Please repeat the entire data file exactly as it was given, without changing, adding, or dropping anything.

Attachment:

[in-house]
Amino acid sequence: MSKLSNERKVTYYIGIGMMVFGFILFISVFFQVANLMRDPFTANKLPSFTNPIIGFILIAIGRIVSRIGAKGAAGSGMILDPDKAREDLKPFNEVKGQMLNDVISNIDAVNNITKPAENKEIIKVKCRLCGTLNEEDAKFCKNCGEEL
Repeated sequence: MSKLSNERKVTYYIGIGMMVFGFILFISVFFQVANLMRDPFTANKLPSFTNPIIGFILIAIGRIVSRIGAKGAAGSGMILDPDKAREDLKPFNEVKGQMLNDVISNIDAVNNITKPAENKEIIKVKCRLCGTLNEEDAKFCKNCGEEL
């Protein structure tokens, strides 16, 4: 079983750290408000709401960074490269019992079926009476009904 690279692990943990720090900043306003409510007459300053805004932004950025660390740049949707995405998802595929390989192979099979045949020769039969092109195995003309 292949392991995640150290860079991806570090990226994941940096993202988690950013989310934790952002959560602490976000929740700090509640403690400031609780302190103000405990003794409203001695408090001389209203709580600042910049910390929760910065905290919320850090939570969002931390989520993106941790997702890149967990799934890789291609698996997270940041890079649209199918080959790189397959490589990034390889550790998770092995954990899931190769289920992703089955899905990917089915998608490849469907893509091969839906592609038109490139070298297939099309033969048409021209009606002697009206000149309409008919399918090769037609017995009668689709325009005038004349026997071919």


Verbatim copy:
[in-house]
Amino acid sequence: MSKLSNERKVTYYIGIGMMVFGFILFISVFFQVANLMRDPFTANKLPSFTNPIIGFILIAIGRIVSRIGAKGAAGSGMILDPDKAREDLKPFNEVKGQMLNDVISNIDAVNNITKPAENKEIIKVKCRLCGTLNEEDAKFCKNCGEEL
Repeated sequence: MSKLSNERKVTYYIGIGMMVFGFILFISVFFQVANLMRDPFTANKLPSFTNPIIGFILIAIGRIVSRIGAKGAAGSGMILDPDKAREDLKPFNEVKGQMLNDVISNIDAVNNITKPAENKEIIKVKCRLCGTLNEEDAKFCKNCGEEL
């Protein structure tokens, strides 16, 4: 079983750290408000709401960074490269019992079926009476009904 690279692990943990720090900043306003409510007459300053805004932004950025660390740049949707995405998802595929390989192979099979045949020769039969092109195995003309 292949392991995640150290860079991806570090990226994941940096993202988690950013989310934790952002959560602490976000929740700090509640403690400031609780302190103000405990003794409203001695408090001389209203709580600042910049910390929760910065905290919320850090939570969002931390989520993106941790997702890149967990799934890789291609698996997270940041890079649209199918080959790189397959490589990034390889550790998770092995954990899931190769289920992703089955899905990917089915998608490849469907893509091969839906592609038109490139070298297939099309033969048409021209009606002697009206000149309409008919399918090769037609017995009668689709325009005038004349026997071919």